The Chewbacca of Revenge of the Sith makes little sense when compared to the character he is in the original trilogy. The Revenge of the Sith Chewbacca appears to be some sort of leader or tactician, happy to help his little Muppet Jedi friend escape from the heat of battle. The original trilogy Chewie is dangerous, aggressive, and not always too bright. The inconsistency is most unfortunate.

There is a discrepancy in Yoda’s character between Revenge of the Sith and The Empire Strikes Back that is a problem. Yoda is simply too Muppet-like, his humor too goofy, to come across as the same character. His character works better later on, though. We really get the sense that Yoda had lost his way in the prequels and in his exile on Dagobah he comes to re-learn what he had learned, and remembers the truer, more pure ideals of the Jedi dogma. Yoda teaches Luke to use his powers only to defend, never to attack, and it works splendidly as that teaching is precisely the opposite of Yoda’s prequel-film actions. In the context of the prequel films, when Yoda raises Luke’s X-Wing out of the swamp it is not so much a marvelous display of the power of The Force as it is Yoda’s redemption.

The scene where Yoda and Obi-Wan try to prevent Luke from leaving Dagobah is much richer in the context of the prequel films. Rather than their belief he should stay being some contrived dramatic tension it becomes a desperate plea to prevent Luke from doing precisely what Anakin did: leave his training incomplete to rescue his friends and family.

Really, in the context of six movies, A New Hope is the weakest link. The prequel trilogy makes the saga about the rise and fall of Anakin Skywalker. In that respect, A New Hope has very little to offer to the greater-plot: the murder of Luke’s family, the death of Obi-Wan Kenobi, and Obi-Wan speaking to Luke from beyond the grave. Otherwise, A New Hope feels like an unwelcome distraction.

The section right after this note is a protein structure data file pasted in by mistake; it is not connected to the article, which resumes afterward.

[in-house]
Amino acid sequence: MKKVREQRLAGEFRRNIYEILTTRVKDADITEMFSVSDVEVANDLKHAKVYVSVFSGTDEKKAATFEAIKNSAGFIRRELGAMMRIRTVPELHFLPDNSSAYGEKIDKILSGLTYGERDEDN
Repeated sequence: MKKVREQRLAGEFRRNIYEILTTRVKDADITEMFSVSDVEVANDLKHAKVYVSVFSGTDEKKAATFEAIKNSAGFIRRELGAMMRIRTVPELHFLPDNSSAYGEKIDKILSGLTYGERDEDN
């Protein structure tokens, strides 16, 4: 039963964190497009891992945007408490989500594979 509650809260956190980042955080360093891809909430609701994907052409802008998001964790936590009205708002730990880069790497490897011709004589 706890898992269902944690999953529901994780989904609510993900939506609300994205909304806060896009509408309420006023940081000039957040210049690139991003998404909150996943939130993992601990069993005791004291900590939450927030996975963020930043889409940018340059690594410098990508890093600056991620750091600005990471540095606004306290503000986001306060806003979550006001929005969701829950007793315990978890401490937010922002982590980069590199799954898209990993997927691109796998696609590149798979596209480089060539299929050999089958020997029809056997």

In fact, though all of the original trilogy films are better films as individual works than any prequel film, in the context of Anakin’s story, they feel weak. Han Solo never has anything to do with “The Rise and Fall of Anakin Skywalker”. In the later films I found myself forgetting the plot to defeat the Empire. I was kept waiting for the Han/Leia/Chewy scenes to end so that I could see the next scene featuring Vader, the Emperor, Obi-Wan, or Yoda. An unfortunate consequence of watching all six films as one piece is that the classic scenes of the original trilogy become distractions from the greater story.

Return of the Jedi is frustrating. The scenes with Luke, the Emperor, and Darth Vader have a fantastic new level of depth considering Anakin Skywalker’s fall seen in Revenge of the Sith. Unfortunately, the things that make Darth Vader so much more compelling in Return of the Jedi are also the things that make Han, Leia, and especially the Ewoks so utterly irrelevant. The man we’ve seen go from a perky pod-racing boy to a dark Lord of the Sith is about to be redeemed by his lost son, and we’re concerned with a shield generator on a moon full of teddy bears?

All the problems aside, make no mistake: watching all six films in a row is a fascinating, rewarding experience. The story as a whole flows much better than one would expect, save for the problems between episodes 3 and 4. While the story of the Star Wars universe’s morality and freedom may be imperfect, the Rise and Fall of Anakin Skywalker is well-told, almost masterfully.